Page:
• Rhode Island (341) and Penn­syl­va­nia (344) showed the low­est index scores for Lati­no chil­dren; kids in the South and South­west are also challenged.
  • Bar­ri­ers to suc­cess vary wide­ly for Asian and Pacif­ic Islander chil­dren. In New Jer­sey, Asian and Pacif­ic Islander chil­dren had the high­est index score for any group in any state (918); Alas­ka had the low­est index score for Asian and Pacif­ic Islander kids at 551.
  • White chil­dren rep­re­sent 51% of the U.S. child pop­u­la­tion and have among the high­est index scores across the states, espe­cial­ly in the North­east. States in the South and South­west are among the low­est-scor­ing for white children.

The report makes three rec­om­men­da­tions to help ensure all chil­dren and their fam­i­lies are afford­ed oppor­tu­ni­ties to reach their full potential:

  • Keep fam­i­lies togeth­er and in their com­mu­ni­ties — Keep­ing chil­dren with their fam­i­lies enables them to meet devel­op­men­tal mile­stones and for par­ents to meet their kids’ needs. For many immi­grant fam­i­lies, this means ensur­ing child well-being is pri­or­i­tized in immi­gra­tion enforce­ment decisions.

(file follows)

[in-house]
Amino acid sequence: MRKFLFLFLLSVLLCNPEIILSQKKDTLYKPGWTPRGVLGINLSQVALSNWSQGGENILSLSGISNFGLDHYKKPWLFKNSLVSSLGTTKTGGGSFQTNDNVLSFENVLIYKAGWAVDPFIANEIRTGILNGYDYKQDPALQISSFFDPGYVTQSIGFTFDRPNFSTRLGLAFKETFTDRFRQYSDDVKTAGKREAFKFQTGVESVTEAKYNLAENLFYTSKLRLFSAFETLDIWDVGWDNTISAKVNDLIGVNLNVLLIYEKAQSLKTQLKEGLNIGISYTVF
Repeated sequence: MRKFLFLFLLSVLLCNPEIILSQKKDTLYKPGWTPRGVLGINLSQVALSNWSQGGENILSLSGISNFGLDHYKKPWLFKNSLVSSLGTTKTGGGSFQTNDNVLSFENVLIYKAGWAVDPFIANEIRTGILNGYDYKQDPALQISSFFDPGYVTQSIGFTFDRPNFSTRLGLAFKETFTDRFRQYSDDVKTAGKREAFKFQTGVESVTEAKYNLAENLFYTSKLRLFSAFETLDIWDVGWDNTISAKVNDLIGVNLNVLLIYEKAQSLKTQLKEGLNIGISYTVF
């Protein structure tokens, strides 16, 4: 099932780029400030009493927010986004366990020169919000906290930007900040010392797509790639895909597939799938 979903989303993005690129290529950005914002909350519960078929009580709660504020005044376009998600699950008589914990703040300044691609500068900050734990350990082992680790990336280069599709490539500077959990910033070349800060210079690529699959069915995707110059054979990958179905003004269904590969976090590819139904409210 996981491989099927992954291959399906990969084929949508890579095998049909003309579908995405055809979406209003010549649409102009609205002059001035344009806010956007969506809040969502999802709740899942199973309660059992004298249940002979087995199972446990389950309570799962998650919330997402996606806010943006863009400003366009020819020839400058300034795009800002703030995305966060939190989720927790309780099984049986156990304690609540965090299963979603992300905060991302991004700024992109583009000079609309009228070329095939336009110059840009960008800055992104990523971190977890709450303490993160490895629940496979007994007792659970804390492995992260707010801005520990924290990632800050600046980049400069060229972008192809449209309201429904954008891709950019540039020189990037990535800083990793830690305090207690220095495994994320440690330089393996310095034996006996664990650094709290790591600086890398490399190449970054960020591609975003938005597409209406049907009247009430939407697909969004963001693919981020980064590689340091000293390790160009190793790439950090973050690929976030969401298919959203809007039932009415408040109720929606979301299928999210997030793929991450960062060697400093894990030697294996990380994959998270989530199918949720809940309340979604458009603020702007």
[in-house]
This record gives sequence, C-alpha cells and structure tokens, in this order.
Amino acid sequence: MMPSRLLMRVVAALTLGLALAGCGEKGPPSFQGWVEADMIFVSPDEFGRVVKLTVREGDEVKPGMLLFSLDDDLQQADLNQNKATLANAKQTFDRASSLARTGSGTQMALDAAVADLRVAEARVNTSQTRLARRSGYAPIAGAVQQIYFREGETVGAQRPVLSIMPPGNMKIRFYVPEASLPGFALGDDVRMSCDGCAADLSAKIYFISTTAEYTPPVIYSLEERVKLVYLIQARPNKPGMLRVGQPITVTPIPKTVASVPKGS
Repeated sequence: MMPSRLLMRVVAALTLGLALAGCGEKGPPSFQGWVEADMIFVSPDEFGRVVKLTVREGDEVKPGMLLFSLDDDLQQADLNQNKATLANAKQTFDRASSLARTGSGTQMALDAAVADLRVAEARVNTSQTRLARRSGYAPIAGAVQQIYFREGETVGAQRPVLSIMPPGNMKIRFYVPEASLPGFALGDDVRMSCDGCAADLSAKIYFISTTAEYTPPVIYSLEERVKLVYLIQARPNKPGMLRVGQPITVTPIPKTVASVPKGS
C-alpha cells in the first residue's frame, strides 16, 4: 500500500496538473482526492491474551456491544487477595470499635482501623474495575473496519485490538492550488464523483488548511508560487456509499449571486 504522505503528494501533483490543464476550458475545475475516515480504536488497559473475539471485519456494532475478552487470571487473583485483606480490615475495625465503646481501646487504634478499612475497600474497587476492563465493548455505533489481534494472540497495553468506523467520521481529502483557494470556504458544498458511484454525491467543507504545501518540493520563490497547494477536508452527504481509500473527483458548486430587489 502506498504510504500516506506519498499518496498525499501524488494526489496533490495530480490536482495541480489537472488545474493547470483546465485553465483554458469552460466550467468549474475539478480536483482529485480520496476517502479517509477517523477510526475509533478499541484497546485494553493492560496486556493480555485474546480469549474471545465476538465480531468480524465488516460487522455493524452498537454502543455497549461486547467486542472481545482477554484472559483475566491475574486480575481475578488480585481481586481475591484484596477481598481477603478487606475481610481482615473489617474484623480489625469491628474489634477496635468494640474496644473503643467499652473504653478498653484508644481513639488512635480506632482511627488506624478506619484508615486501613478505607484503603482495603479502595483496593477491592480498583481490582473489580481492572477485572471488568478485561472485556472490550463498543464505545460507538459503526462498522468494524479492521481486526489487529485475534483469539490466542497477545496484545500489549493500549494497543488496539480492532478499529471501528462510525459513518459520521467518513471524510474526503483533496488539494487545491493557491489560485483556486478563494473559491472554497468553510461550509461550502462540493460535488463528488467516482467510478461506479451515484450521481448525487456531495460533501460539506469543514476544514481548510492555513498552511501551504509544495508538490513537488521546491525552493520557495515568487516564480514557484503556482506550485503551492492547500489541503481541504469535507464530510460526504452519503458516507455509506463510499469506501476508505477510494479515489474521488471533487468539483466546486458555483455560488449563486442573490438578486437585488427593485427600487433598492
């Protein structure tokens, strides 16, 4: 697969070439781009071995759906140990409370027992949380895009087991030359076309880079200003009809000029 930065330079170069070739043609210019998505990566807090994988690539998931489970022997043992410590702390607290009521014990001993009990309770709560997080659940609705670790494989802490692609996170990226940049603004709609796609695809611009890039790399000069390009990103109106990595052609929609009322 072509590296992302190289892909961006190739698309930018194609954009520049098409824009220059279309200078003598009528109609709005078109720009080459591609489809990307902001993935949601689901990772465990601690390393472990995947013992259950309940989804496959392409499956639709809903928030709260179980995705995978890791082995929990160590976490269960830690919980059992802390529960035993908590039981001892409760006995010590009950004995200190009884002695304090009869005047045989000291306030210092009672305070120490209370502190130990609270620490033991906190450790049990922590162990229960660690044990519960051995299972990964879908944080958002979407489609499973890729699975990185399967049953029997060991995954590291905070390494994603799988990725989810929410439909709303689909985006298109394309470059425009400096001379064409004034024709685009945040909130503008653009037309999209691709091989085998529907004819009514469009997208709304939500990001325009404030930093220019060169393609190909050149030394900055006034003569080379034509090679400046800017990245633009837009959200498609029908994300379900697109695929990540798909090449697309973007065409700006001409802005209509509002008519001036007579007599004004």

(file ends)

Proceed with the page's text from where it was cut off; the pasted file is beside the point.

• Help chil­dren meet key devel­op­men­tal mile­stones — Over­all child well-being is key to our nation’s future and is influ­enced by their envi­ron­ments. We must choose poli­cies that make their com­mu­ni­ties more sup­port­ive and healthy, includ­ing ensur­ing schools are wel­com­ing places for all fam­i­lies and are equipped to sup­port the needs of Eng­lish lan­guage learners.
  • Increase eco­nom­ic oppor­tu­ni­ty for par­ents — Mean­ing­ful pro­grams and poli­cies that improve oppor­tu­ni­ties for low-income work­ers, and address the needs of par­ents and their chil­dren, save tax­pay­ers by reduc­ing the costs of safe­ty-net pro­grams. For exam­ple, pro­vid­ing paid fam­i­ly leave for employ­ees can help par­ents, includ­ing immi­grant parents—who are among the most like­ly to lack access to leave—to bal­ance work and rais­ing a family.

The Casey Foundation’s ongo­ing Race for Results series of pol­i­cy reports and case stud­ies reflects the Foundation’s com­mit­ment to exam­in­ing data and offer­ing data-informed pol­i­cy rec­om­men­da­tions on issues of racial and eth­nic equity.

Read, down­load or order Race for Results